Taming Test Anxiety
By some estimates, up to 40% of students suffer from test anxiety; around 20% experience anxiety severe enough to compromise their academic performance. A modicum of anxiety spurs focus and motivation; but severe test anxiety is associated with reduced working memory, confused reasoning, increased mistakes, and (no surprise) lower test scores. This means that we should be concerned: not only because we’re humane, but also because our students’ test anxiety can undermine the validity and reliability of our exams. When students are impaired by anxiety, we’re not getting an accurate measure of how much they’ve learned.
We can help a little by steering our students toward resources. ACE offers individual and group tutoring. The FSU Counseling Center shares mindfulness/relaxation techniques; the Student Life Center brings puppies to campus for exam week. Exercise, sleep, and good nutrition are crucial for good performance, and we can remind students to take care of themselves.
It’s even more important, though, that we manage our classes in ways that curb, rather than stoke, test anxiety. Here are a few suggestions:
Provide transparency about what students can expect.
Students who are well prepared—and know it–are less likely to be anxious, so it’s helpful to give them practice questions that closely resemble the questions they’ll encounter on the exam. Ideally they should have opportunities to practice and get feedback on their learning during class time. Many students are not skilled at self-regulating, so it’s important that we help them learn to gauge their level of mastery of the material.
Avoid “fear appeals” to motivate students to study.
Students hear a lot about the high stakes of doing well on exams. We expect these messages to motivate students to study, but they can have the opposite effect, instead increasing anxiety, reducing motivation, and ultimately lowering test performance (Ambrose, 2010; Lang, 2013).
Frame exams as a way to celebrate learning.
A huge component of test anxiety is excessive worry about negative evaluation, so it helps to remind students of how much they’ve learned. Kevin Dougherty, at Baylor University, refers to all types of exams in his classes as “learning checks” or “learning celebrations,” and sets up the classroom environment to feel like a party, rather than an ordeal.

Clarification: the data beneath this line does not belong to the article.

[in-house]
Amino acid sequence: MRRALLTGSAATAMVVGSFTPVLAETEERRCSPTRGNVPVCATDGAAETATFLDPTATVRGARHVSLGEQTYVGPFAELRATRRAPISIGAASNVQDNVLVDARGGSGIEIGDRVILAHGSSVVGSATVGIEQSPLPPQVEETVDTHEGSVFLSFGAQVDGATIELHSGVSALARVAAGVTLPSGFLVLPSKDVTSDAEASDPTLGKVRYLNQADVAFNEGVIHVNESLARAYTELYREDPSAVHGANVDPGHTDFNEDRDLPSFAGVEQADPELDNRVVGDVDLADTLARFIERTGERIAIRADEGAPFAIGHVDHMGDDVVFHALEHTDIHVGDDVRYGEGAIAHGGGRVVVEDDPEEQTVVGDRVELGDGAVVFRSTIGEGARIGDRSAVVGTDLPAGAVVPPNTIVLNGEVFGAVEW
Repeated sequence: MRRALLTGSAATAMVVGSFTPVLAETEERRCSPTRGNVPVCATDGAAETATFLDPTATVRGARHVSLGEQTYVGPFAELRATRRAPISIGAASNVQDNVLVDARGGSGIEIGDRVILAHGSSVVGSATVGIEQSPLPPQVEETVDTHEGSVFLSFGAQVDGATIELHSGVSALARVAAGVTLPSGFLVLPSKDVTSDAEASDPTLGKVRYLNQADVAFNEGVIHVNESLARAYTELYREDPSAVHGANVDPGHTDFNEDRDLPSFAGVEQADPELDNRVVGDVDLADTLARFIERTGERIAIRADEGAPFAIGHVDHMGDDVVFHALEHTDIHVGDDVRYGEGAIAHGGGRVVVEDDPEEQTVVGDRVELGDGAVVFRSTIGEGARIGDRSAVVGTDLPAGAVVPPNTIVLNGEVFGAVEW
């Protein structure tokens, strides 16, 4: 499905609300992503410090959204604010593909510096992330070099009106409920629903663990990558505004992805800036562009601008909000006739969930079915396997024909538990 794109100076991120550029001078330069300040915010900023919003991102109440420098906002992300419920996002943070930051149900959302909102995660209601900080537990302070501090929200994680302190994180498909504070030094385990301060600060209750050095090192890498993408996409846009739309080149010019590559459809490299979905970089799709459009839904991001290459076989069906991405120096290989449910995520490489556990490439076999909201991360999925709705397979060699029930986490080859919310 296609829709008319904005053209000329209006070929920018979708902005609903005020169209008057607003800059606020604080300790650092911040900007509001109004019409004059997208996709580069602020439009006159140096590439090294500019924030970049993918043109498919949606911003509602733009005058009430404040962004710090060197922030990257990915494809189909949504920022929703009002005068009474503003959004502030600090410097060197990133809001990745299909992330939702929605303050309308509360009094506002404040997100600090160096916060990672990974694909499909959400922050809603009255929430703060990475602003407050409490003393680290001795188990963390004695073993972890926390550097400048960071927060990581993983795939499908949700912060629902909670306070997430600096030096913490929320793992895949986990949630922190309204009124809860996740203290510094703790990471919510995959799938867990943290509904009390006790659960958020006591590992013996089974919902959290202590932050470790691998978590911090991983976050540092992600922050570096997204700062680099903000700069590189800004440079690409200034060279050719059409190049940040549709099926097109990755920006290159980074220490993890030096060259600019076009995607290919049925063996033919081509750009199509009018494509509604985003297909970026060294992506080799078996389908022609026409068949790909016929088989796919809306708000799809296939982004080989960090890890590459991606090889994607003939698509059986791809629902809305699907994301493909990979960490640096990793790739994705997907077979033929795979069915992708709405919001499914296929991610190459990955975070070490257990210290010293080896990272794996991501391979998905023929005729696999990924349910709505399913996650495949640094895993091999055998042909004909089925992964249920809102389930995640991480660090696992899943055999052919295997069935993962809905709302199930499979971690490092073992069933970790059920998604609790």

Frame errors as natural and part of learning.
A final exam or project feels like the last word on a course, but we can remind students that it’s just the first step in a lifetime of exploration. We may not be on hand to provide feedback on their future learning, but we’ve given them tools to work with as they leave our classes.
Show your care and confidence.
Your messaging about the exam can be extraordinarily powerful. In a foundational study of stereotype threat (a topic we’ll discuss in one of CAT’s spring reading groups!) women’s scores on a difficult math test improved by almost ten points when the exam was prefaced by the statement that gender had never been shown to affect performance on it. Reassuring students that our instruments are fair, and that we both want and expect them to succeed, can do a great deal to assuage anxiety. Conversely, your own stress will communicate itself to students, so if you’re feeling frantic as you distribute exams, students will be rattled. Calm and confidence are heartening. One colleague includes encouraging messages on her exam sheets: “You’ve got this!” and “You’re halfway done-–stop to stretch and smile.”
If you want to think more about course design strategies that take the stress away from tests, keep students working all semester (rather than cramming for exams), and help them assess their own learning more accurately, we’re happy to help. Pease contact us at firstname.lastname@example.org.
Good luck to you, and your students, as exam week approaches